LONDON (Reuters) - Gold’s sharp gains on uncertainty over Britain’s European Union membership are likely to come to an end, regardless of whether Britons vote to leave or remain in Thursday’s referendum.
Prices XAU= hit their highest since August 2014 last week as the $5-trillion a year gold market rose with other "safe" assets, such as German bunds, the Swiss franc and Japan's yen.
Recent polls suggest an even split and although investors are worried about the economic and market fallout of a “Brexit”, bullion’s uncertainty premium is not expected to last.
An “In” vote is seen as quickly unwinding gold’s five percent gain in June, as appetite for risk rises and focus returns to the U.S. economy, analysts and fund managers say.
“A clear win for the Remain side will see U.S. yields rise as the potential drag on the global economy and risk appetite is removed,” said ICBC Standard Bank analyst Thomas Kendall.
“Gold in dollars would likely drop four to five percent,” Kendall added.
The metal is negatively correlated to rising U.S. real yields because the opportunity cost of holding it increases.
And while some see a “Leave” result as a risk-off event that could see gold rally, others see lower prices if the dollar rises and oil falls. Gold is often seen as a hedge against rising inflation.
“If investors become overly worried, it is likely that the greenback strengthens with implications for earnings and industry group positioning as precious metals and commodities weaken,” Citi analyst Tobias Levkovich said.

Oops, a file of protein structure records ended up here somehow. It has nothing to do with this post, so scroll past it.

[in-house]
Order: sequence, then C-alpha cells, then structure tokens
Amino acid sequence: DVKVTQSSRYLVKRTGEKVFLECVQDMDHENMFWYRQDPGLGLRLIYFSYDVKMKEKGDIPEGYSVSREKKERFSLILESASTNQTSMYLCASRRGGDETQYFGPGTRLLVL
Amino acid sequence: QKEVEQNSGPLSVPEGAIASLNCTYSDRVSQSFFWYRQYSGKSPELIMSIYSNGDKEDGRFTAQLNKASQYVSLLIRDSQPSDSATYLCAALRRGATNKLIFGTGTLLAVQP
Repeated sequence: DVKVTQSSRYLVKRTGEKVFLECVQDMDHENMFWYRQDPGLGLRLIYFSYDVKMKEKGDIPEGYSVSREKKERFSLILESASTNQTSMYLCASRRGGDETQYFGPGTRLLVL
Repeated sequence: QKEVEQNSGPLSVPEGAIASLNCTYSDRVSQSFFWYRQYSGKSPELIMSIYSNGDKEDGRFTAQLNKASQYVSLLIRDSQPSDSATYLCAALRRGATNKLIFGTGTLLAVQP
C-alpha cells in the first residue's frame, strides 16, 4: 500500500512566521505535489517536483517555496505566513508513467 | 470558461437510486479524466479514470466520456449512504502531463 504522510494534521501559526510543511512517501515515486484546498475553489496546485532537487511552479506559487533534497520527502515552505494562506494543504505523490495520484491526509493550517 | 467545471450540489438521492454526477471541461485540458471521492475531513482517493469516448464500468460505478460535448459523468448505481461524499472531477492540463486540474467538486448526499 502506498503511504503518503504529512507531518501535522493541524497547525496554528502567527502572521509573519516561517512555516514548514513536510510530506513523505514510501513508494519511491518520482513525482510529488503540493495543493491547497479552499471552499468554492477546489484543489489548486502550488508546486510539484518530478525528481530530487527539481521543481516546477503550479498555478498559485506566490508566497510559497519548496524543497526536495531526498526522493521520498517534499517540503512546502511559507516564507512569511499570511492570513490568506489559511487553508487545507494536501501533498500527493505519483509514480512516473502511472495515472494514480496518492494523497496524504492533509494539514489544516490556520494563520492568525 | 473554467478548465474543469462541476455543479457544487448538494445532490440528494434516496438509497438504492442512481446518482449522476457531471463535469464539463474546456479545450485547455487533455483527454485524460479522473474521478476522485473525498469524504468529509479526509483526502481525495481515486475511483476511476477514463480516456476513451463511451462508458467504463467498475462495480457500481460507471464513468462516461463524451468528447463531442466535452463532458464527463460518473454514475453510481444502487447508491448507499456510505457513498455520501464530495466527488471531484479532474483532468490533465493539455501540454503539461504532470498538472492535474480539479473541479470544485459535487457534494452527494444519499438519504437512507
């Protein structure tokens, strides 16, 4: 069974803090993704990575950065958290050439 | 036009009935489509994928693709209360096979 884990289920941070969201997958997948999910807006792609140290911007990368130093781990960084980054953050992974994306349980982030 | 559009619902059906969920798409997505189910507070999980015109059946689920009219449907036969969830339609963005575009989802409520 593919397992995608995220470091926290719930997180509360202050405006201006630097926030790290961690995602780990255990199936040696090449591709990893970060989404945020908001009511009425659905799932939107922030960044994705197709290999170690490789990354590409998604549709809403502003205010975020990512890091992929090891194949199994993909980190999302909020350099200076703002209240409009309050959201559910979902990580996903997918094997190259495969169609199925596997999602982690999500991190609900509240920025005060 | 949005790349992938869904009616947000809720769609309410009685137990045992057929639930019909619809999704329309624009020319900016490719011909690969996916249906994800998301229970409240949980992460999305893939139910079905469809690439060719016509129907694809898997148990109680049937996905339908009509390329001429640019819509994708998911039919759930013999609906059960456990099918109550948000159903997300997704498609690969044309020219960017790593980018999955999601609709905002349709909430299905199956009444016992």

Another reason for gold to see a sharp, albeit short-lived fall is that in times of financial stress, it can be used as a source of cash to cover losses elsewhere.
Sharp declines in equities, for example, could push investors to liquidate gold positions to free up capital.
Gold fell to a near 14-month low in September 2008, at the height of the 2008-2009 financial crisis, and was for a short time positively correlated with riskier assets, as liquidity dried up.
It later increased sharply in value, reacting to central banks’ cutting interest rates and devaluing currencies.
While a “Brexit” vote might not be as disruptive as the 2008-2009 U.S. subprime crisis, currency swings would impact gold and investor sentiment could be hurt by uncertainty.
Christian Gerlach, portfolio manager at GAM Investment Management, returned to gold at the start of June as “stress and risk-off forces” multiplied, but the position is small and would not be increased immediately even in a “Brexit” scenario.
“You may have a Brexit, but what kind of Brexit and what kind of conditions,” Gerlach said.
Investors are also looking at who has been buying.
“Although we like gold, the fact that it has been very aggressively bought for a few months makes us cautious” said Ashok Shah, investment director at London & Capital, which has $3.5 billion of assets under management.
“If there was going to be a ‘Leave’ vote, any mini flight to safety would dissipate quickly, because a lot of the money in gold is not long term, but speculative, hedge fund leveraged money.”
Additional reporting by Eric Onstad and Pratima Desai; Editing by Veronica Brown and Alexander Smith
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